By ANDREW NELSON, Staff Writer | Published September 27, 2012
The Catholic Church has announced plans to commemorate a Year of Faith worldwide, led by Pope Benedict XVI, beginning Oct. 11. In the Atlanta Archdiocese, Archbishop Wilton D. Gregory, who had already planned a Marian focus for the year, decided to join the two together—Mary and faith—to focus on “the image and example of Mary.”
Archbishop Gregory explained more about this special attention to the Mother of God in a recent question-and-answer dialogue with The Georgia Bulletin.
The year is known simply as the Year of Faith. Why did you choose to adopt a Marian focus for the year for the Atlanta Archdiocese?
My staff and I had decided about two years ago to focus this year on the image and example of Mary—under her many different titles that are identified with so many of the different communities that comprise the Archdiocese of Atlanta. She serves as a blessed foundation of unity for this great community, and her various titles should serve to draw us together in faith. When the Holy Father more recently designated this year as a Year of Faith—in commemoration of the 50th anniversary of the Second Vatican Council, I didn’t feel that we necessarily had to abandon our prior plans to focus on the Blessed Mother because she herself is the very personification of faith. It seemed reasonable to combine the themes into a single point of focus on that Woman of Faith who inspires us as her children—identifying with so many various peoples but always as their mother.
What does Mary represent for you?
She is the Mother who identifies herself with her children in each age, nation and in every culture. She is first and foremost, Mother—and like every Mother she is pivotal in the development of faith in the lives of her children.
How can Mary serve as a role model for women and men in the 21st century?
She stands out as a woman who listened and responded positively to God’s voice at a moment in time when things looked pretty dismal for the children of Israel. The Romans were an oppressive force in the lives of the Jewish people and the issue of religious liberty for the Jews was largely dependent upon the largesse of the ruling authority. This young woman of faith was unafraid to take a risk in doing what God invited her to do and to become a central part of God’s plan of salvation.
What are you most looking forward to as the Year of Faith gets underway?
I hope and pray that it will be a time when Catholics will rediscover the gift of faith, the gift of the profound spiritual dimensions of our ethnic and cultural identities and the cherished relationships with the Mother of God and with one another through her.
Do you have a particular devotion to one of the varied cultural expressions of Our Lady? How did the devotion come about? What has it meant to you through the years?
I must admit that I do not have a particular devotion that outranks all of the others. During my time in the Archdiocese of Chicago, I was very fortunate to experience the religious devotional life that many different cultures had in honoring the Mother of God. I can recall with great delight the festivities of the Polish community, the Croatian community, the Mexican community, the Lithuanian, the Italian community, the French community—all of them with special feasts and joyous celebrations that honored Mary. Since arriving here in the Archdiocese of Atlanta, I have rejoiced with the Cuban community, the Vietnamese community, and I still recall with great admiration the singing of the women from the Cameroon community as they attributed the ordination of our first Cameroon priest to the direct intercession of the Mother of God—“Mary did it for us!” In each situation the children of Mary recall that she has become one with them, taking on their appearance, their language, their attire—she follows her Son’s pattern of becoming incarnate within the human family. They all bring joy to my heart.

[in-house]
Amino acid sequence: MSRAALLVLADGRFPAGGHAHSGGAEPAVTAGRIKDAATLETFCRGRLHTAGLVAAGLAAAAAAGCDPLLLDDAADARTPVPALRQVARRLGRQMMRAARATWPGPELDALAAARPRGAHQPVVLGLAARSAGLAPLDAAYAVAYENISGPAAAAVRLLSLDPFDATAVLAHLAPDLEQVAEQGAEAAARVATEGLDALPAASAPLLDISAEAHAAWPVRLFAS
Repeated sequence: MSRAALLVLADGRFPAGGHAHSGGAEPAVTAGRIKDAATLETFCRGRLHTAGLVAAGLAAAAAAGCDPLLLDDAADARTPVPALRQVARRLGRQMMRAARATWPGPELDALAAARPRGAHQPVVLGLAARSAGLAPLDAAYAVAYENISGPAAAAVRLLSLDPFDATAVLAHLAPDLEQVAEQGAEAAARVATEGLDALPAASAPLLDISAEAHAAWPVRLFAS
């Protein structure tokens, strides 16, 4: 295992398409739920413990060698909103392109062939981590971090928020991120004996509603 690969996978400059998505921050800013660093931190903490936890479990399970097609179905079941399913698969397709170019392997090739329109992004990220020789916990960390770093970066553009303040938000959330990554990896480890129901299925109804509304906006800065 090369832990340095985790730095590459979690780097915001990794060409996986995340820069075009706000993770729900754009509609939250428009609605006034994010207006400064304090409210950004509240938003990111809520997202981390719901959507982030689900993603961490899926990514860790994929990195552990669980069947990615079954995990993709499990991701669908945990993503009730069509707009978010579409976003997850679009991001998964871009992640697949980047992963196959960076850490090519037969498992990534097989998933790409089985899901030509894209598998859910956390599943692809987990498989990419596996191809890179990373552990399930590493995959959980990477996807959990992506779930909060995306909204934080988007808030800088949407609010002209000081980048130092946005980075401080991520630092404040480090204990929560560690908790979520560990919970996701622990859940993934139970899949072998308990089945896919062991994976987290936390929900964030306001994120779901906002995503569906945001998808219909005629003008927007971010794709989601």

And since it is also the anniversary of Vatican Council II, has the Church’s understanding of Mary changed or deepened because of the council documents?
The Second Vatican Council placed heavy significant attention on Christology—the theology of Christ as God and Man and Redeemer and ecclesiology—the theology of the Church. Mariology is always a branch of Christology since she is the bridge that allows God to become Man. Because of the council our understanding of Mary was focused through Christ and she became the model and the mother of the Church as the first person of faith. While some older customs might have considered her apart from the Church and Christ in their theological understanding, Mary was placed in her proper place of honor by the council as the Mother of the Word made flesh and the very image of the Church in its perfection.
What are three goals you hope the people of the Archdiocese gain from the year?
I long for a deeper appreciation of our union in Christ because of the attention and the importance of the Mother of God. As we focus on a number of Marian titles during the course of this year, I hope we rediscover our union in Christ because His Mother has become our Mother. I hope that we rediscover a spirit of evangelical outreach as Mary has continually sought to welcome every culture and nation into the embrace of her Son’s Church. I hope that we can renew our gratitude for the gift that the Second Vatican Council was for the entire Church as it stands at the very heart of 20th-century Catholicism.